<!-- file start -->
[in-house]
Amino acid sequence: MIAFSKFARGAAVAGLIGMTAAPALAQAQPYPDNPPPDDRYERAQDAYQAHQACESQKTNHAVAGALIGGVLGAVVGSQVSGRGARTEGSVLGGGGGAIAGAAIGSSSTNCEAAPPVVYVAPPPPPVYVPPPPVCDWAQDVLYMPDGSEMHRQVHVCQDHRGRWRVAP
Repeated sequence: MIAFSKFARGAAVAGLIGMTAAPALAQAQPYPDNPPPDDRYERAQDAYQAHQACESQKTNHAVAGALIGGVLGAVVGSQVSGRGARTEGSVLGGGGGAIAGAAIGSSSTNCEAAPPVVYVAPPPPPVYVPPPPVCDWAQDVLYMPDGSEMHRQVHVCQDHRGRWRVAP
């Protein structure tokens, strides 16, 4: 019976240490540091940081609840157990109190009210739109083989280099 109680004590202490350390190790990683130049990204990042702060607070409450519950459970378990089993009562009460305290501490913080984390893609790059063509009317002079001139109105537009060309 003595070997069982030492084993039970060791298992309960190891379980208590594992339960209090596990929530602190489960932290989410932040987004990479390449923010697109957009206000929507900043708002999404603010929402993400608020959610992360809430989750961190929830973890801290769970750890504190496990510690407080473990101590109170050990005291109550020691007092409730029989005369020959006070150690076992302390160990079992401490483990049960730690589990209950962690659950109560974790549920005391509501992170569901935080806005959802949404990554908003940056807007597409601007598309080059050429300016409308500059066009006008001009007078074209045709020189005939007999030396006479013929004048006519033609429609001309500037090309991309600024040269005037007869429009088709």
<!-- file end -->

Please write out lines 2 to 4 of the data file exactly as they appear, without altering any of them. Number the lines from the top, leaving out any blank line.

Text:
Amino acid sequence: MIAFSKFARGAAVAGLIGMTAAPALAQAQPYPDNPPPDDRYERAQDAYQAHQACESQKTNHAVAGALIGGVLGAVVGSQVSGRGARTEGSVLGGGGGAIAGAAIGSSSTNCEAAPPVVYVAPPPPPVYVPPPPVCDWAQDVLYMPDGSEMHRQVHVCQDHRGRWRVAP
Repeated sequence: MIAFSKFARGAAVAGLIGMTAAPALAQAQPYPDNPPPDDRYERAQDAYQAHQACESQKTNHAVAGALIGGVLGAVVGSQVSGRGARTEGSVLGGGGGAIAGAAIGSSSTNCEAAPPVVYVAPPPPPVYVPPPPVCDWAQDVLYMPDGSEMHRQVHVCQDHRGRWRVAP
């Protein structure tokens, strides 16, 4: 019976240490540091940081609840157990109190009210739109083989280099 109680004590202490350390190790990683130049990204990042702060607070409450519950459970378990089993009562009460305290501490913080984390893609790059063509009317002079001139109105537009060309 003595070997069982030492084993039970060791298992309960190891379980208590594992339960209090596990929530602190489960932290989410932040987004990479390449923010697109957009206000929507900043708002999404603010929402993400608020959610992360809430989750961190929830973890801290769970750890504190496990510690407080473990101590109170050990005291109550020691007092409730029989005369020959006070150690076992302390160990079992401490483990049960730690589990209950962690659950109560974790549920005391509501992170569901935080806005959802949404990554908003940056807007597409601007598309080059050429300016409308500059066009006008001009007078074209045709020189005939007999030396006479013929004048006519033609429609001309500037090309991309600024040269005037007869429009088709």